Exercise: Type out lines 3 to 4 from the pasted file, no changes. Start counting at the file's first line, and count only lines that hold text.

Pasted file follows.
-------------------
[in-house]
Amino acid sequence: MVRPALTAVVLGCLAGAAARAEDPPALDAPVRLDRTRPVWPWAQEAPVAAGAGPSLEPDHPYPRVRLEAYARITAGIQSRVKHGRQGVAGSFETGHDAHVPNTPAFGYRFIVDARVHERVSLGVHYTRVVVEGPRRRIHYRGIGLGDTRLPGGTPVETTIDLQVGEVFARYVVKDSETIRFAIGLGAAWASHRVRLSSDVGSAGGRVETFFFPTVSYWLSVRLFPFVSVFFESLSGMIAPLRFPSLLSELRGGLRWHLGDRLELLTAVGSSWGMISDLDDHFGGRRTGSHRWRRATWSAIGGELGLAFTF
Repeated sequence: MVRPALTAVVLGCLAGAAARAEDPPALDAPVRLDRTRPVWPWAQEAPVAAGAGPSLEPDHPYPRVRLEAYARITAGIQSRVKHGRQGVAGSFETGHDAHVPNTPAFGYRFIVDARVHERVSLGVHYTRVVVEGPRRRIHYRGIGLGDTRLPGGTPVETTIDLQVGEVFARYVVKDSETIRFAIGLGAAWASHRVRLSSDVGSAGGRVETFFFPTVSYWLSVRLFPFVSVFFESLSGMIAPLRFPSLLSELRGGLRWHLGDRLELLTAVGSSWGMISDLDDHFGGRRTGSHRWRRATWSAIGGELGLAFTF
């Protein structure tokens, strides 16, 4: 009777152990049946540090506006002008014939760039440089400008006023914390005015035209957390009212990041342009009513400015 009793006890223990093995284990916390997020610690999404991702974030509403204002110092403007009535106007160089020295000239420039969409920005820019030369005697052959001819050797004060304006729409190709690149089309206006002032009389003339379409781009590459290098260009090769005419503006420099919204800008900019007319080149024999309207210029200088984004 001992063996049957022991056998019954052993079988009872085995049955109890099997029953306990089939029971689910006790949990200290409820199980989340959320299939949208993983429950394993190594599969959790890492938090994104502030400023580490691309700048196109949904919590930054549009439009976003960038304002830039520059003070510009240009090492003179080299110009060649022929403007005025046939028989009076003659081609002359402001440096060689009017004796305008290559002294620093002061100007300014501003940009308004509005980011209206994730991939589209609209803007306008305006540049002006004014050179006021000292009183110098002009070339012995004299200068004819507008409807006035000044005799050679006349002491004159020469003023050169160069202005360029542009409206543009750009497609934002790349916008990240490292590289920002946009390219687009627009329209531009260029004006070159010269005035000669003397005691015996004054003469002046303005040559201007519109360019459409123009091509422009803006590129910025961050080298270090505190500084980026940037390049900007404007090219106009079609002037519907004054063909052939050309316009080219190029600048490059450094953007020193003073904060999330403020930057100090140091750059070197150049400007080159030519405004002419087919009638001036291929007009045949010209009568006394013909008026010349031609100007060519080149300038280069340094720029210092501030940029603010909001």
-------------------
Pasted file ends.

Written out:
Repeated sequence: MVRPALTAVVLGCLAGAAARAEDPPALDAPVRLDRTRPVWPWAQEAPVAAGAGPSLEPDHPYPRVRLEAYARITAGIQSRVKHGRQGVAGSFETGHDAHVPNTPAFGYRFIVDARVHERVSLGVHYTRVVVEGPRRRIHYRGIGLGDTRLPGGTPVETTIDLQVGEVFARYVVKDSETIRFAIGLGAAWASHRVRLSSDVGSAGGRVETFFFPTVSYWLSVRLFPFVSVFFESLSGMIAPLRFPSLLSELRGGLRWHLGDRLELLTAVGSSWGMISDLDDHFGGRRTGSHRWRRATWSAIGGELGLAFTF
């Protein structure tokens, strides 16, 4: 009777152990049946540090506006002008014939760039440089400008006023914390005015035209957390009212990041342009009513400015 009793006890223990093995284990916390997020610690999404991702974030509403204002110092403007009535106007160089020295000239420039969409920005820019030369005697052959001819050797004060304006729409190709690149089309206006002032009389003339379409781009590459290098260009090769005419503006420099919204800008900019007319080149024999309207210029200088984004 001992063996049957022991056998019954052993079988009872085995049955109890099997029953306990089939029971689910006790949990200290409820199980989340959320299939949208993983429950394993190594599969959790890492938090994104502030400023580490691309700048196109949904919590930054549009439009976003960038304002830039520059003070510009240009090492003179080299110009060649022929403007005025046939028989009076003659081609002359402001440096060689009017004796305008290559002294620093002061100007300014501003940009308004509005980011209206994730991939589209609209803007306008305006540049002006004014050179006021000292009183110098002009070339012995004299200068004819507008409807006035000044005799050679006349002491004159020469003023050169160069202005360029542009409206543009750009497609934002790349916008990240490292590289920002946009390219687009627009329209531009260029004006070159010269005035000669003397005691015996004054003469002046303005040559201007519109360019459409123009091509422009803006590129910025961050080298270090505190500084980026940037390049900007404007090219106009079609002037519907004054063909052939050309316009080219190029600048490059450094953007020193003073904060999330403020930057100090140091750059070197150049400007080159030519405004002419087919009638001036291929007009045949010209009568006394013909008026010349031609100007060519080149300038280069340094720029210092501030940029603010909001």